Crypto Trader - Tax Implications

14 November 2019

written by Nick Christie @ Kova Tax


You have had a successful year on the markets, everyday you wake up and check the latest news feed to see what prospects the day might bring. You watch the markets diligently, waiting for the right signal before placing your trades. You cash out before the day ends so you can rest easy at night, counting your profits from the trading day.

If this scenario sounds even somewhat familiar then there is a very good chance that you are a digital asset trader rather than an investor. Traders differ from Investors as they are in the business of earning income from their trading activities. A good sign that you might be a trader is if your activity is performed under a business entity, however an individual can still be considered a trader if you fit the right profile.

Identifying yourself as a trader has important tax implications, and it is important that you are aware of these implications while you undertake your trading activities.

Telltale Indicators
  • The intent of your activities is profit making.

  • You place a comparatively large quantity of trades, reaching anywhere from the hundreds to the hundreds of thousands.

  • Your activity is high volume and regular.

  • A large part of your time is spent performing research, placing trades and monitoring outcomes.

  • You use a systematic approach. Everything is well research and planned in detail, you keep detailed records and receipts of your trades.

  • You have a large amount of capital invested in your venture.

Being considered a trader carries with it many of the same benefits that a business receives. A more diverse set of rules and techniques are available and can often allow for a better tax outcome. In some scenarios, especially in the 2018 financial year we have found that traders consistently achieved better tax outcomes than investors.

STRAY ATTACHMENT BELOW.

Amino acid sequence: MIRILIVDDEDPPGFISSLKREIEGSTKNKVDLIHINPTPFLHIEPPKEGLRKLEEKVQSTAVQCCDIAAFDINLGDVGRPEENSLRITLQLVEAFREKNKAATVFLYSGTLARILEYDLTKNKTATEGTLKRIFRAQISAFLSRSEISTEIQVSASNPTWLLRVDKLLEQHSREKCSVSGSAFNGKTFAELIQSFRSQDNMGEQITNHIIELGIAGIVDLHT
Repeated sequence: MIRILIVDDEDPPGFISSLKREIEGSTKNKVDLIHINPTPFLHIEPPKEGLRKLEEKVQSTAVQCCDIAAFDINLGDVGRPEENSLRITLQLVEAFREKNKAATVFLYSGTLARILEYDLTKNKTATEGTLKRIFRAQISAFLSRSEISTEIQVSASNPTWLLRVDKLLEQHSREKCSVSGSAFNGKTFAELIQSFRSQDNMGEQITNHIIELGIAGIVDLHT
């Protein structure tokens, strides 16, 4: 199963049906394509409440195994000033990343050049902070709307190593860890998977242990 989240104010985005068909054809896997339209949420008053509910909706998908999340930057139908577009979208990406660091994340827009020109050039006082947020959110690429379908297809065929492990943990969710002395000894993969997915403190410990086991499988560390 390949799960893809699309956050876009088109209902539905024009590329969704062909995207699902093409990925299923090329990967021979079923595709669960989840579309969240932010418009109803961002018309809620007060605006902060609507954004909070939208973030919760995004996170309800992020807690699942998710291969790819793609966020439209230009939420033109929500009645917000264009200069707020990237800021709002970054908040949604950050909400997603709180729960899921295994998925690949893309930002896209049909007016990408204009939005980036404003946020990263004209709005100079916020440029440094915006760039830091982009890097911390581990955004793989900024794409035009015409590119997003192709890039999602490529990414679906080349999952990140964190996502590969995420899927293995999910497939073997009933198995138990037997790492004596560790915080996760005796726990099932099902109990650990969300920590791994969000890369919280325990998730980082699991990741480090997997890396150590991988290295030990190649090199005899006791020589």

• Many of the benefits of being a business can be applied, even if you are an individual.

  • Expenses related to your trading activity are deductable.

  • Much greater degree of flexibility in how your taxable income is calculated.

  • Business related tax offsets may apply.

A specialist tax accountant provides the best opportunity for both discovering and successfully applying these rules to your specific case. Intricate knowledge of the asset class involved is critical in correctly applying these rules in a manner compliant with ATO regulations.

Crypto traders can use crypto tax software such as Syla to record their transactions, optimise for lower tax and prepare a crypto tax report. Our accounting team at Kova Tax, can assist if you need help or have a more complicated crypto activity.

Kova Tax are specialists in the cryptocurrency taxation and accounting space. When you work with us, you are working with an accounting firm that actually understands crypto and understands how to talk your language. We are passionate about taxation and work diligently to understand each of our clients on an individual basis. Our goal is always to ensure the best outcome for you and bring certainty to your trading activity. If you are reading this article then you undoubtedly could be benefiting from a taxation specialist. Our first consultation is no cost and no obligation, we want to hear your story.

Kova Tax is a tech-driven accounting firm building a better digital world for crypto businesses, SMSFs and investors.

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Nick Christie

Tax Technology and Innovation At Kova Tax, Nick leads the development of tax technology solutions used to process digital asset trading and investment activity for businesses, SMSFs and investors. email:

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